• HStewart - Thursday, October 18, 2018 - link

    I could see it worth it had a real x86 based process - but an emulated systems which Microsoft themselves does not trust enough to make a Microsoft Surface system with it. I have the original Samsung TabPro S with Intel Core M process which likely runs x86 programs faster than this thing. I yet to see Windows for Snapdragon device in real life. Reply
  • Wilco1 - Thursday, October 18, 2018 - link

    Windows runs natively, there is no emulation unless you download an x86 application. I can certainly see myself getting a device like this for email and browsing on the move - better than a plain tablet, and at 20 hours it's more efficient than a typical x86 laptop. Reply
  • HStewart - Thursday, October 18, 2018 - link

    "Windows runs natively, there is no emulation unless you download an x86 application."

    Ok you can run as many as Windows 10 Apps natively you want. But here is keep thing why this is basically Windows RT 2.0, Microsoft does not even have a device on this stuff.
    Reply
  • Wilco1 - Thursday, October 18, 2018 - link

    Well maybe they will - the current models are way too expensive (particularly the i7 ones at well over $2000 with keyboard) and too power hungry (~8 hours), so using a 7nm Cortex-A76 based CPU for these would be a much better choice. Reply
  • HStewart - Thursday, October 18, 2018 - link

    Microsoft is notorious for making their device well over price. Plus by the time 7nm models of ARM are available, Intel will have CPU's that would much better and longer battery life than the ARM cpu. Keep in mind when you mention $2000 Surface Pro A similar equip Surface Pro actually still has twice the memory and storage - and is less than $1000. With modern i5 CPU, it will like have more performance than ARM cpu - especially with native application. Keep in mind that Windows for ARM does not run 64 bit applications.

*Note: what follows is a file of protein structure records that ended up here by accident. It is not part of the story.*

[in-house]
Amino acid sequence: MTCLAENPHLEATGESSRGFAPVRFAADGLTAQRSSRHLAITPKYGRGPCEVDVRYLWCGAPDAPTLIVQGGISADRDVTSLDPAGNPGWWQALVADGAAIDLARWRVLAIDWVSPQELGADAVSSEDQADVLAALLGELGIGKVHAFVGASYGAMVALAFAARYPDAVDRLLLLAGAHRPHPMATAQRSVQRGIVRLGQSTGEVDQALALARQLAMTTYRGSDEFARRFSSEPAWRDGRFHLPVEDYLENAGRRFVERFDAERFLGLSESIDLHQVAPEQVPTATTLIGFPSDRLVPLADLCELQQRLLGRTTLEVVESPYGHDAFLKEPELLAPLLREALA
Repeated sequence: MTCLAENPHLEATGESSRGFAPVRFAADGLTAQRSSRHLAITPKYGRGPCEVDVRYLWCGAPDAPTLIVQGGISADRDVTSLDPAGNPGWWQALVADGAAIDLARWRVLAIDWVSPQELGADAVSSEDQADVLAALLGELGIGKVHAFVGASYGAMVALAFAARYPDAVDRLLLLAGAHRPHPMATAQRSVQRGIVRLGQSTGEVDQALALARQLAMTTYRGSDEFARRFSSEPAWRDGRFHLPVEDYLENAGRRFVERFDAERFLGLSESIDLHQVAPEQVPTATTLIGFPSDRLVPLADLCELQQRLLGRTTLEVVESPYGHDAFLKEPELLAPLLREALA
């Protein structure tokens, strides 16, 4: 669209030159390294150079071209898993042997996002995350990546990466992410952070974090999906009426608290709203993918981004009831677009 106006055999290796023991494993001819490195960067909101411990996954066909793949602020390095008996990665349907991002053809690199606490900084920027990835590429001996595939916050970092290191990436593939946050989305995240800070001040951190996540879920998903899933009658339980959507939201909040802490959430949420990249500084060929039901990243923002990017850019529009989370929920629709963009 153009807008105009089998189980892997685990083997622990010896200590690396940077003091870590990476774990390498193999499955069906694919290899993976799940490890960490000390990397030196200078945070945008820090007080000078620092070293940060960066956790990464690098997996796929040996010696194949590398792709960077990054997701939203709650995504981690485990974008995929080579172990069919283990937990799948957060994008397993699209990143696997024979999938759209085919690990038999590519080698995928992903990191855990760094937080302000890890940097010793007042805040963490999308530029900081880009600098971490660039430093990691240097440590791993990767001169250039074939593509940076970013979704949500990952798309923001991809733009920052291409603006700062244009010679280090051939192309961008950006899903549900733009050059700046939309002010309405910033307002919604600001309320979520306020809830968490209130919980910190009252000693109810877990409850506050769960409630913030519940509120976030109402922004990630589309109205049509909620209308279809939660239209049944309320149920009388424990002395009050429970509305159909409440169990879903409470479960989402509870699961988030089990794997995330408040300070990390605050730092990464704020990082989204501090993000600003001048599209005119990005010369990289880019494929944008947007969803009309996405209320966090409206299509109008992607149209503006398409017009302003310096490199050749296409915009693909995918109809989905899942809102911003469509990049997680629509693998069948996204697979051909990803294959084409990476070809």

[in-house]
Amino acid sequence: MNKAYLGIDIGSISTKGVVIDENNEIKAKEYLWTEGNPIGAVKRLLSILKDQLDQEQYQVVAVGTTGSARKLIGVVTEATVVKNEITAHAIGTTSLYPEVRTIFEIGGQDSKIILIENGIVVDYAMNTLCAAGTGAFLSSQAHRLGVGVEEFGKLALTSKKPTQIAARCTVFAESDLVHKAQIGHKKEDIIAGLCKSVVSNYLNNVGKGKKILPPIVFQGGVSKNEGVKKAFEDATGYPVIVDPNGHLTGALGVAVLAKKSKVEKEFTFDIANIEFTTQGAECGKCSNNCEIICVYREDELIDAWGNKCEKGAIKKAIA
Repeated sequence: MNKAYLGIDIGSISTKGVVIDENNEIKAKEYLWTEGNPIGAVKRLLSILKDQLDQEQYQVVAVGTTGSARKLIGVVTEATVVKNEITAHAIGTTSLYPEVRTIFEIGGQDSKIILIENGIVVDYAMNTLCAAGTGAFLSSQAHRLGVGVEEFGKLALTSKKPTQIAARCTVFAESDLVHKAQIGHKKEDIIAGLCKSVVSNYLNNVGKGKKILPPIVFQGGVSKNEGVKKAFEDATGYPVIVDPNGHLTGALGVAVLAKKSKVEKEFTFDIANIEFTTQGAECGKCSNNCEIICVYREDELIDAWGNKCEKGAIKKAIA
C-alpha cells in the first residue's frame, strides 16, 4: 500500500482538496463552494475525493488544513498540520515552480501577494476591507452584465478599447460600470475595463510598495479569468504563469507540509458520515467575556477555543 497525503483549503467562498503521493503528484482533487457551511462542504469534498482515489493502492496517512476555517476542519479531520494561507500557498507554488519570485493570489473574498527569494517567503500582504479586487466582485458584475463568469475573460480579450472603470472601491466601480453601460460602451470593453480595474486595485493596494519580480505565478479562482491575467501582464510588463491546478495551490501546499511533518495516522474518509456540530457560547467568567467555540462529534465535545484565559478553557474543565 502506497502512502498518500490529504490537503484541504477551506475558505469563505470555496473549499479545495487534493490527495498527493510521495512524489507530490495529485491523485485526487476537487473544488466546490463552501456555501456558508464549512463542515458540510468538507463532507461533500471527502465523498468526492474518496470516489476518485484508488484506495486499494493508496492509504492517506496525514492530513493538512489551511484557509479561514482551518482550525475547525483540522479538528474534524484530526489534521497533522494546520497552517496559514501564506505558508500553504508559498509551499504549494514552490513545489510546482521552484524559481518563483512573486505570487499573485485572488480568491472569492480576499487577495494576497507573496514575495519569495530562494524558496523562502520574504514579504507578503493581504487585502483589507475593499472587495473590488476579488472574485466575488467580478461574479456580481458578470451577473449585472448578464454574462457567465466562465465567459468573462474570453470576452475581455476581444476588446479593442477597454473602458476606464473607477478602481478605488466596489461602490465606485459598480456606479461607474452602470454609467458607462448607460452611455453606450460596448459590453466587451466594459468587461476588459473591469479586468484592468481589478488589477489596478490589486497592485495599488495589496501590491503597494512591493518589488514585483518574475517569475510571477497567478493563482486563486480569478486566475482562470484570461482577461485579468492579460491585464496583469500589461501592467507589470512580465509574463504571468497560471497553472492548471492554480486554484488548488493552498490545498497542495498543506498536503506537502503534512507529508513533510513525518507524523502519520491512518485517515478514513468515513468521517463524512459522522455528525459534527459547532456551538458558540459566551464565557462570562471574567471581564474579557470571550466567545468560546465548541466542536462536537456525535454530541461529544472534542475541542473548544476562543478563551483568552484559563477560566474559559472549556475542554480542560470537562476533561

It would extremely naïve to think that Intel is not researching and will not have something significantly better in 2019.
    Reply
  • Wilco1 - Friday, October 19, 2018 - link

    7nm Arm chips are already on the market right now. The cheapest Surface Pro costs at least $1100 with keyboard (https://www.laptopmag.com/reviews/laptops/microsof... ), and that's just an i5 with half the battery life of this, so not equal specs at all.

    It's extremely naïve to believe that Intel will have some magic chips in 2019 to save the day - man you will be so disappointed...
    Reply
  • leo_sk - Monday, October 22, 2018 - link

    Performance of i5 is much better than snapdragon. It is extremely naive to think that this tablet can do some magic Reply
  • Santoval - Friday, October 19, 2018 - link

    "It would extremely naïve to think that Intel is not researching and will not have something significantly better in 2019."
    The low power Ice Lake CPUs (made at 10nm+ and with expected quite better power efficiency than that sole Core-i3 Cannon Lake 15W CPU with disabled iGPU Intel released a while back) are expected to be released in late 2019, not earlier. "Late 2019" might then slip into "early 2020" if Intel faces new problems, which can certainly not be ruled out.

    Intel at 10nm+ fixed the manufacturing issues and low yields they had with 10nm (with the help of ASML), while Ice Lake is their first new architecture since Skylake, so additional power efficiency and performance is expected from both fronts. The question is if they are going to honor their (latest) schedule this time or slip again. They say they are merely testing and validating the fixes, so if that's true and was not BS to keep their stock from falling further, we might indeed see Ice Lake CPUs, from bottom to top-mainstream (the HEDT ones will be released a bit later, while the server ones almost a year later) in Q4 2019.
    Reply